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Police Training Changes Won't Affect Many Local Departments

Beavercreek police are among those that have been involved with deadly force in recent years.  john crawford
Lewis Wallace
Beavercreek police are among those that have used deadly force in recent years.

The Ohio Senate wants to boost mandated training hours for police officers. The proposed changes come from Attorney General Mike DeWine’s task force formed after several high-profile police shootings last year. Lawmakers have earmarked $15 million in local government funds in the new state budget to cover costs—but many local departments won’t actually be affected.

Lawmakers want to increase the required hours for training academies, currently set at 605. And they would raise continued education requirements from four hours to 40.

But Capt. Eric Grile with the Beavercreek Police says that won’t make a difference in departments like his that already do a lot of continuing education.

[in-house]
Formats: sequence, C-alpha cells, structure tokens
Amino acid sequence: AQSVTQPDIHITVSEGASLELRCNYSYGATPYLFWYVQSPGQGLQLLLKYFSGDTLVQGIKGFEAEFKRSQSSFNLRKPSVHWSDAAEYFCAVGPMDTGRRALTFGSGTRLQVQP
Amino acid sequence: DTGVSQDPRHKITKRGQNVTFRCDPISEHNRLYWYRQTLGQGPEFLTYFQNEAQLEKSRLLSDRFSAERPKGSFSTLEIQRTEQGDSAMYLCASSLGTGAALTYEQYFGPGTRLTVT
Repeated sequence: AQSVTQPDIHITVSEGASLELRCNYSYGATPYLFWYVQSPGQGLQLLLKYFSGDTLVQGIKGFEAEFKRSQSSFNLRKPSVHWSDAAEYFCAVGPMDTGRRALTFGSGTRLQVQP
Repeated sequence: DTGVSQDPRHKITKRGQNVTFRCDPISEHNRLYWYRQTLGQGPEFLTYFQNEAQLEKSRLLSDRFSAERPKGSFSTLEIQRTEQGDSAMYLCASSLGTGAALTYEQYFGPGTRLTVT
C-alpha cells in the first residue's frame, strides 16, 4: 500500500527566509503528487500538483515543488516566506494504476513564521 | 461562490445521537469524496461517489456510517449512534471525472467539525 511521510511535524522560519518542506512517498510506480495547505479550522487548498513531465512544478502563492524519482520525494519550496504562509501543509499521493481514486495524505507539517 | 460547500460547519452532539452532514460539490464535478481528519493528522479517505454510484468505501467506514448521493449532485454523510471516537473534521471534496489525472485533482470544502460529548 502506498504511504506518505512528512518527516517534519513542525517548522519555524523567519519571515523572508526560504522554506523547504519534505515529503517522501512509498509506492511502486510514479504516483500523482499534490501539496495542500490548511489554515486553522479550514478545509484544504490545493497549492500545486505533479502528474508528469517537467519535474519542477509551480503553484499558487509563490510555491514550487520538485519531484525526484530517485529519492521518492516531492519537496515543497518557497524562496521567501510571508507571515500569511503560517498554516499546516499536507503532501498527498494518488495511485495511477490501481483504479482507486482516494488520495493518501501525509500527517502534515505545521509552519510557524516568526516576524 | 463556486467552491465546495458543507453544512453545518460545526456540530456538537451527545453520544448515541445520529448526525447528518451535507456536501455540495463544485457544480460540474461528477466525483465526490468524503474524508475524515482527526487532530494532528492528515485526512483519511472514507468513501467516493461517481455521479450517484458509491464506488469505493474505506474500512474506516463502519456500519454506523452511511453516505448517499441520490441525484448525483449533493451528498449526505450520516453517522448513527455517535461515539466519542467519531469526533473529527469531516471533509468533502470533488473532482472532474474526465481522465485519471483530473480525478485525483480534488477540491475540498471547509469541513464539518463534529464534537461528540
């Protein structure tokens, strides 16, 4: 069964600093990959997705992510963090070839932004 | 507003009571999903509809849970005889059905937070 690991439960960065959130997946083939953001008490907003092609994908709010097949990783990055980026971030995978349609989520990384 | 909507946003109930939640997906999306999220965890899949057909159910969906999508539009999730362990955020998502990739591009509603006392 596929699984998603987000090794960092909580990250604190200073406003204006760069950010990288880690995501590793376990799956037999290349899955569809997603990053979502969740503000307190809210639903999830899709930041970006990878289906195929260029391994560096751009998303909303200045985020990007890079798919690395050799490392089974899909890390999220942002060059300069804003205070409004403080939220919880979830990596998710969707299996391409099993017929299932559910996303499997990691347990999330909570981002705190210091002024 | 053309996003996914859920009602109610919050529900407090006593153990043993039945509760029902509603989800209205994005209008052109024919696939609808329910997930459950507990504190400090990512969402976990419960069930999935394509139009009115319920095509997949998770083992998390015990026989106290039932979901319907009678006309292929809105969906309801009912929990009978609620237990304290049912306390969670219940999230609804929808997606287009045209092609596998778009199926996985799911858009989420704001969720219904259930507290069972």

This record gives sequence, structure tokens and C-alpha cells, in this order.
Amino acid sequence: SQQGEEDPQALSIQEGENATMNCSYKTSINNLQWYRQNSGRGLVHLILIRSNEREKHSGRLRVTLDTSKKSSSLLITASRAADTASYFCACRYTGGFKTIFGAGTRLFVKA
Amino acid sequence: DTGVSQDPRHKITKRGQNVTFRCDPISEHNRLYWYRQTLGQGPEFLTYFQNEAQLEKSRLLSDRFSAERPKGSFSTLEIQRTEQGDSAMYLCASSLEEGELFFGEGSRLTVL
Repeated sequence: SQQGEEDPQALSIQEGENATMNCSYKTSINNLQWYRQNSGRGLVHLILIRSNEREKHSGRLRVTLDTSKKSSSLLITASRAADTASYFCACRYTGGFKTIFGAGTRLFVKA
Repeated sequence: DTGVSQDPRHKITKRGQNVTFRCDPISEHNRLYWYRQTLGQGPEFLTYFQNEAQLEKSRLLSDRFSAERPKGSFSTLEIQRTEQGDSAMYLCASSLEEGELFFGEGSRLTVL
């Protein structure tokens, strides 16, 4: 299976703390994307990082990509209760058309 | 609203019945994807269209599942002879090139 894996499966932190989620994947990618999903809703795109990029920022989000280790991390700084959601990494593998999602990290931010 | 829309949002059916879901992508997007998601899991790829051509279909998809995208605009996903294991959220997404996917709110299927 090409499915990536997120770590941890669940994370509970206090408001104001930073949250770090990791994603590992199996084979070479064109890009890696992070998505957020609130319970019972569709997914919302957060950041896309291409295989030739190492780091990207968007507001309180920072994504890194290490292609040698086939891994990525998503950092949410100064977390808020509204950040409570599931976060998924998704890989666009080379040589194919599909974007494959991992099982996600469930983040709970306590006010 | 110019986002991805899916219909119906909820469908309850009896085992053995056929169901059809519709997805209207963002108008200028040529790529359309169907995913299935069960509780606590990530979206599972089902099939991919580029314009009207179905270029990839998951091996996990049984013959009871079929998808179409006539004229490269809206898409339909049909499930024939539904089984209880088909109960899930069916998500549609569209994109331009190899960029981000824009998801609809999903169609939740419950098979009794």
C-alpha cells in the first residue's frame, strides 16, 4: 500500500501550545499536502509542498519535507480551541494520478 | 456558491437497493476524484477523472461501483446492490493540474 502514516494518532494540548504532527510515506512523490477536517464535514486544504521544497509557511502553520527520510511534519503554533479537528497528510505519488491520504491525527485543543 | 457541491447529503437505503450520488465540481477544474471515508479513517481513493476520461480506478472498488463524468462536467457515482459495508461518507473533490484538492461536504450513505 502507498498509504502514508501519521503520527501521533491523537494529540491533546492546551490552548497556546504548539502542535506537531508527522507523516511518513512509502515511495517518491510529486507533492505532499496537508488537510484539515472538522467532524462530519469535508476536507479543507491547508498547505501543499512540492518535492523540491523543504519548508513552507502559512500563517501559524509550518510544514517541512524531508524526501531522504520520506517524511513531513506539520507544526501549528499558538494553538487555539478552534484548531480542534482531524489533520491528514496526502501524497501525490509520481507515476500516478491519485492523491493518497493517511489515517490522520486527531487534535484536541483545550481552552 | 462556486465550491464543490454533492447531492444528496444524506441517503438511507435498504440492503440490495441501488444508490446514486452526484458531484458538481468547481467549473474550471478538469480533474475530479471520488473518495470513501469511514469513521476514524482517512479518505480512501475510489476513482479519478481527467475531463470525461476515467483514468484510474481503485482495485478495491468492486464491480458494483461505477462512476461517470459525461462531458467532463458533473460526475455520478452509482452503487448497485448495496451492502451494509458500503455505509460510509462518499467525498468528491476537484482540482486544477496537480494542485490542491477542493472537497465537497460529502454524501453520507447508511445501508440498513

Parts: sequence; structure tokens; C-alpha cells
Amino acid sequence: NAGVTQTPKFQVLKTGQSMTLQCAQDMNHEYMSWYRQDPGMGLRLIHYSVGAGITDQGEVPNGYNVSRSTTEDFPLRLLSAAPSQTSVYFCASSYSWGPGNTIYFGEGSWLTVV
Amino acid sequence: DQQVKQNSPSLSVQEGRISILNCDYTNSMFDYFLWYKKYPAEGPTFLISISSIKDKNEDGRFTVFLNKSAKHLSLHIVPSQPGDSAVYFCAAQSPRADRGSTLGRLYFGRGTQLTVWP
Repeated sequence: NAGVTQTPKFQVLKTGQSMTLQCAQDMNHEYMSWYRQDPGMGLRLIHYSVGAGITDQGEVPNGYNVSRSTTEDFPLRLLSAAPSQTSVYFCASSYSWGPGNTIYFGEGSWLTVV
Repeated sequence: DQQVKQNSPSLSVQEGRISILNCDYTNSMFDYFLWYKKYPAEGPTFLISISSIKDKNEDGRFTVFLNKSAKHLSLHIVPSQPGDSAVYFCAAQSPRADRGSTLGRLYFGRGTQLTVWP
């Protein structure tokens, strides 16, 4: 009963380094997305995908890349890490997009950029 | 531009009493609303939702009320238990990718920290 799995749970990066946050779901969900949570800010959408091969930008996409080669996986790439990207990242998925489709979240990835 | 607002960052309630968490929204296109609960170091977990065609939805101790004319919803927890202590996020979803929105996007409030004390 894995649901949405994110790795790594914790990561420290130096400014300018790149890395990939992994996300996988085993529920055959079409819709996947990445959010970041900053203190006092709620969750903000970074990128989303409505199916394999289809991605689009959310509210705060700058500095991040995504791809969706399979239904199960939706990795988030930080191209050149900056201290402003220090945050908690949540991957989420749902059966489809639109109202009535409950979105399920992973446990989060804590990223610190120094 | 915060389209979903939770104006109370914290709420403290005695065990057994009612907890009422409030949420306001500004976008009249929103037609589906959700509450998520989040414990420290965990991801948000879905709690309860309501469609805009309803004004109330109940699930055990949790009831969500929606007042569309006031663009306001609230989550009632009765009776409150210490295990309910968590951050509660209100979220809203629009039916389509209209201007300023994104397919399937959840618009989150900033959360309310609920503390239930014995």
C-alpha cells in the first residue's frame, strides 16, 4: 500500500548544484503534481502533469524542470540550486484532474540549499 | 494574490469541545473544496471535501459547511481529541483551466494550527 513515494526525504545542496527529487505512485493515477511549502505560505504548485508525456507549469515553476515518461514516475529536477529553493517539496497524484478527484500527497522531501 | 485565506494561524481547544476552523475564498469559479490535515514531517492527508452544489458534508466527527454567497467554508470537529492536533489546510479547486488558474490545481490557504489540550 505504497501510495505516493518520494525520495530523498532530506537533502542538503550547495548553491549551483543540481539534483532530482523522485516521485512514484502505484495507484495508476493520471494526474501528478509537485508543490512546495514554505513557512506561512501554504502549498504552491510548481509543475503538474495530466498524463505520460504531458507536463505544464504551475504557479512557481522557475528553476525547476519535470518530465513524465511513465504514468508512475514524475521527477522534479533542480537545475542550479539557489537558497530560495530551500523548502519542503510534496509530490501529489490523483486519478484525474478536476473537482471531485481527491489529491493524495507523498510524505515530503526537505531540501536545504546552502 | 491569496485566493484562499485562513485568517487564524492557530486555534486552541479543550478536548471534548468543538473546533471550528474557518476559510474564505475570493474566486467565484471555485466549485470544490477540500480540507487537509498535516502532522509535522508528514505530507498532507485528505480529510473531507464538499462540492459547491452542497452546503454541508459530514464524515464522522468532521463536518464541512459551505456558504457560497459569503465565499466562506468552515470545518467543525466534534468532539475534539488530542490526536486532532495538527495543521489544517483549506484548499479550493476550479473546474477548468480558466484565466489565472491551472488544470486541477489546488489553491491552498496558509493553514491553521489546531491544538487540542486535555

“Our officers averaged 60 hours last year,” he said.

And Grile points out there hasn’t been much emphasis on the type of required training. It’s the Ohio Peace Officers Training Academythat will hash out those details.

“There’s a big difference between what someone gets on an online course, or on an in-person lecture course, or at the highest level: in a role-playing, scenario-based-reality training,” Executive Director Mary Davis said.

And she says new requirements won’t take effect right away—they will be phased in over the next few years.

As of Tuesday afternoon, Governor Kasich had yet to sign the new state budget into law.

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